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Lesbian, Gay, Bisexual, and Transgender (LGBT) in Nigeria: Is the narrative changing?

By Anthony Ademiluyi
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I am an alumnus of the prestigious Kings College Lagos which is the only Federal Government College for boys in the country. I came into contact with homosexuals who were also known as faggots or fags for short.

There was no discrimination of any sort beyond an occasional jibe of a loud scream of fag in a rather friendly manner. All boys’ straight and gay alike played the popular sports of football and cricket and there was a general feeling of camaraderie in the college.

Fast forward to 2004 when Bisi Alimi, Nigeria’s first openly gay man came out on national television – The then New Dawn show produced by Funmi Iyanda that he was gay and spoke of the persecutions that he faced as a result of his sexual minority orientation.

Having left Kings College three years before his coming out, I was rather amazed that one could suffer so much discrimination and suffering because of the reality of being queer. It was an eye opener for me that life in Kings College was far from the reality on ground in Nigeria with regards to this issue.

I was also flabbergasted when the then President of Nigeria authoritatively asserted that there were no gays in Nigeria. I shook my head in utmost pity at his ignorance.

Alimi was later to flee the country in 2007 for his life to the United Kingdom where he blossomed as a gay rights activist and founded the Bisi Alimi foundation that caters to sexual minorities of colour.

He is also a vocal commentator on LGBT issues and has met world leaders in the cause of his advocacy including former US President Barack Obama and erstwhile British Prime Minister David Cameron.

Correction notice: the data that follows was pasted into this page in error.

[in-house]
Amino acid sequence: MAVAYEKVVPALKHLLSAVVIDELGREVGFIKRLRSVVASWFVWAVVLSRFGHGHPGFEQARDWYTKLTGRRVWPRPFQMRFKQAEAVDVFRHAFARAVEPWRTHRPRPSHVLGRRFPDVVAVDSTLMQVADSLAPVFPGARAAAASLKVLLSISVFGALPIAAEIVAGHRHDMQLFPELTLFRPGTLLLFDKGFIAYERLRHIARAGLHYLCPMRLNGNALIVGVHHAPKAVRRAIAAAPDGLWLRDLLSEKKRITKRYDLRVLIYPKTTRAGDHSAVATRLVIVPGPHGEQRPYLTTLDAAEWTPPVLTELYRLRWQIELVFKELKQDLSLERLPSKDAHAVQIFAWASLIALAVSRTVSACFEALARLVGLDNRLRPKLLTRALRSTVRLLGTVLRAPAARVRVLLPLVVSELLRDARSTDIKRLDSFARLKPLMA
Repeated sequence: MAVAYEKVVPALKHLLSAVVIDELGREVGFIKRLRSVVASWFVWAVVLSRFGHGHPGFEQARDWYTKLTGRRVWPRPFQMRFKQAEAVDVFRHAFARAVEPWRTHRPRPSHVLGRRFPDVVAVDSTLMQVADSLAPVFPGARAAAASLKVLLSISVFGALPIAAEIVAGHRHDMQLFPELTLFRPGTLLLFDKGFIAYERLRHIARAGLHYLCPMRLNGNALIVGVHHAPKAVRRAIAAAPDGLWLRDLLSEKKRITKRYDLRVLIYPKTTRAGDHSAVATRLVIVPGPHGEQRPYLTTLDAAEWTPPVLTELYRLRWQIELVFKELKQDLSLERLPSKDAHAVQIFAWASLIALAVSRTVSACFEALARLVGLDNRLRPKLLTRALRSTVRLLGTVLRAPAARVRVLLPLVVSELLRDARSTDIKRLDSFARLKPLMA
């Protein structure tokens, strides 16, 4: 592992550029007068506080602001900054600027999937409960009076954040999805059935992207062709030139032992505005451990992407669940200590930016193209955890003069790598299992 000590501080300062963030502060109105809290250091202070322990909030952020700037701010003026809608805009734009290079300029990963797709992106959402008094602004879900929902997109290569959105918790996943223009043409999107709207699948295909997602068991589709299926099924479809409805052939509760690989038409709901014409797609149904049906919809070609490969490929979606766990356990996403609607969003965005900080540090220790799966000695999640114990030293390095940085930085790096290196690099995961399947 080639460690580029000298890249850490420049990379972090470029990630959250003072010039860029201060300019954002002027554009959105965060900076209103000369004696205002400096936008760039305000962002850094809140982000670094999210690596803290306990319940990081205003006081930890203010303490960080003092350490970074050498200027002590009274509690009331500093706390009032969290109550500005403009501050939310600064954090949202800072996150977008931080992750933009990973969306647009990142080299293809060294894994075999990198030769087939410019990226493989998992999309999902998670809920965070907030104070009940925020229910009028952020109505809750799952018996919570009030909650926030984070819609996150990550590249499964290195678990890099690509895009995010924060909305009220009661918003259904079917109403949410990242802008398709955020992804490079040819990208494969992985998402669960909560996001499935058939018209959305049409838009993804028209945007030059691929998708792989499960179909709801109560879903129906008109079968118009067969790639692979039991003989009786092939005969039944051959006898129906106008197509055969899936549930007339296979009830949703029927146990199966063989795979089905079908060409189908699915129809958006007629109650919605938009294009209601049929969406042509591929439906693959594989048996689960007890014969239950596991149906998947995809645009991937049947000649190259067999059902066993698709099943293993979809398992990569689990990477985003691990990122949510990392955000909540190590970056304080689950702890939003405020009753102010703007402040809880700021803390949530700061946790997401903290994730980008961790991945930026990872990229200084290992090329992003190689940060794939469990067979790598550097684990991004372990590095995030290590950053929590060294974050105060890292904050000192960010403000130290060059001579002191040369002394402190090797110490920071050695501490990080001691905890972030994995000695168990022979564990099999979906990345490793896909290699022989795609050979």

It was to my surprise that he held an event in Lagos, Nigeria titled ‘Diversity Pride Night’ on October 29th last month.

It was a closed door event which featured issues of LGBT interest as well as music, dance, poetry, film and story telling. It was funded by the Elton John foundation and had in attendance Deputy High Commissioner, Paul Gambaccini and Martin Prendergast.

In elation, Alimi took to instagram where he wrote: “I am so emotional this morning. Never thought that last night was going to be possible in Lagos and in Nigeria in my lifetime.

We organised a LGBT event and the crowd came out for it, both straight and LGBT, people came out”.

I am surprised that an event of this nature in a largely homophobic country could take place. Even more surprised that he could physically come down to Nigeria where he fled from barely twelve years ago to organize such a rather controversial event.

We also recall that former President Goodluck Ebele Jonathan in an event in the United Kingdom said that he regretted signing the anti-gay bill into law. This was rather surprising as he signed it very close to the 2015 general elections which he famously lost.

We don’t expect the general attitude towards sexual minorities to change overnight in Nigeria because of the dominance of the two major religions – Christianity and Islam which most Nigerians subscribe to which abhors it and our conservative cultural leanings. However we expect a culture of more tolerance for our sexually diverse brothers and sisters. The barbaric attitude of killings, maiming, beating of the LGBT community is highly condemnable. The community locally has never advocated for same sex marriage or any other form of civil partnership. All they are asking for is peaceful coexistence from the majority straight members of the society.

The concept of diversity and inclusiveness is a global concept that can be localized here. The presence of sexual minorities is as old as man and it is wrong to say it is a western import as history shows some same sex relationships that existed in the African continent long before the advent of the colonial masters.

The government should take more responsibility to protect the lives and properties of these minorities as they are no less of citizens simply because of their diversity.

Once upon a time, the concept of single motherhood and divorce was frowned upon. Today is no big deal as our society is getting more permissive.

Will the day come when sexual minorities in Nigeria will live peacefully without the fear of molestation?

Rome was certainly not built in a day.
Tony Ademiluyi writes from Lagos and is the editor of www.africanbard.com

Disclaimer: "The views/contents expressed in this article are the sole responsibility of Anthony Ademiluyi and do not necessarily reflect those of The Nigerian Voice. The Nigerian Voice will not be responsible or liable for any inaccurate or incorrect statements contained in this article."